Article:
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    In this article I would like to discuss two malfunctions, which involved classic closed center load sensing systems. Both malfunctions had similar symptoms, but completely different causes - a matter worthy of discussion on the IH pages.

    Malfunction one - a troubleshooting episode, that I already described in the battlefield section (original post here), but would like to recall again in this post. Very briefly - a forest crane, equipped with closed center load sensing system, was getting slower as the oil temperature rose. The malfunction was diagnosed as the main pump wear, however after the consequent overhaul the symptoms remained unchanged. A more detailed analysis revealed malfunctioning pressure reducing valve that was supplying pilot pressure to the proportional solenoids of the crane distributor. As the oil temperature increased - the pilot pressure decreased, resulting in  insufficient spool travel. Therefore low speed (insufficient oil flow) was being caused by normal response of the pump load-sensing control to the constriction of oil flow in the distributor valve. The malfunction was discovered through measuring the delta P between the pump outlet and the LS line - which equaled the preset pressure differential value and was constant all the time, which also meant that the control part of the pump was working. Had the insufficient flow been caused by the pump's low efficiency, the delta P reading would fall below the control setting (due to flow reduction caused by the excessive leakage in the pump, and not by the control response), and also oil overheating would be present.

    Malfunction two - piece of equipment - an Atlas Copco sample drilling rig, powered by an electric motor driven Rexroth A10VO open circuit pump, equipped with a standard DFR (LS and max Pressure) control. The initial  symptom, that triggered the assistance call, was excessive current consumption, which was causing periodic shut-downs of the electric board.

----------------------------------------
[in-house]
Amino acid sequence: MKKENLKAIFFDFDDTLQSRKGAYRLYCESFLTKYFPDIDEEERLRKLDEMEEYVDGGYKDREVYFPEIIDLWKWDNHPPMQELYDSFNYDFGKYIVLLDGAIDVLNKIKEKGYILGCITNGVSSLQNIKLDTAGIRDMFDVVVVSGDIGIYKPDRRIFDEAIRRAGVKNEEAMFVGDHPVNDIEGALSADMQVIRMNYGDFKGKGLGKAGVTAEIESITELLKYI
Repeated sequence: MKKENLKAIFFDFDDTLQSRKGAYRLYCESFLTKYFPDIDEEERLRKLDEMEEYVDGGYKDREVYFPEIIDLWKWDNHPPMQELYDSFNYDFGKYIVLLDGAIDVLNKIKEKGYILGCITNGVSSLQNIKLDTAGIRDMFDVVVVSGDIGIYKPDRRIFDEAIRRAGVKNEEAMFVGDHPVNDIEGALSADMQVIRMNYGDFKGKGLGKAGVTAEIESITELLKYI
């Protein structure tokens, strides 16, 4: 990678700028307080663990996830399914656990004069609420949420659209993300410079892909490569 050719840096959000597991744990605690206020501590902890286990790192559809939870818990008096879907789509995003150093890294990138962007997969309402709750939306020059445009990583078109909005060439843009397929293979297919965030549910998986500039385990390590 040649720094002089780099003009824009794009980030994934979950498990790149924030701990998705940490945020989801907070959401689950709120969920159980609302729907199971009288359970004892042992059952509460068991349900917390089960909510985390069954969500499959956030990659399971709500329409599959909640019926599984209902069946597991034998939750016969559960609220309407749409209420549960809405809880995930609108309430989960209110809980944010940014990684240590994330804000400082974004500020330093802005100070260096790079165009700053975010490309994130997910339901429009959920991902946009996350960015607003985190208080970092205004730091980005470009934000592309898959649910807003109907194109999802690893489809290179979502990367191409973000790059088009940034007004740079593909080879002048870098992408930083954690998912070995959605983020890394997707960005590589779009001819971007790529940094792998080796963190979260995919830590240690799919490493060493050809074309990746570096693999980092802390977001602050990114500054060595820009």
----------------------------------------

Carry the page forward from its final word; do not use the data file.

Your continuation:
Tests showed that the excessive power draw was being caused by the load-sensing regulator of the pump, which was set to an unusually high value (above 80 bar), and since the drill head motor didn't require full flow from the pump to operate at the desired speed, the unusually high delta P was causing a lot of energy go to waste across the spool of the distributor. Due to the fact that the rig was equipped with very efficient water coolers, and high flow of cold water was readily available at the site, oil overheating was not present.  The pump was flow tested and showed very good efficiency and controllability. However when the delta P was set to a normal value (around 20 bar) and the pump was reconnected to the machine's distributor valve - something strange happened. Whenever the system pressure reached certain level, the flow would start to decrease. The current consumption, on the other hand, would stay almost at the same level - the hydraulic system behaved almost as if the pump had been equipped with a torque limiter, the only thing was  - it wasn't! It also became clear why the load-sensing delta P setting had been set to such an unusually high level - earlier, when this initial symptom (the reduction of the drill head motor speed with the increase of pressure) emerged, the problem was "amended" by sky-rocketing the delta P (most probably the first adjustment screw the fiddler was lucky to fiddle with). Again, reading the pressure differential between the pump outlet and the LS signal line (near the pump control module)  showed that a constant delta P of 20 bar was present all the time...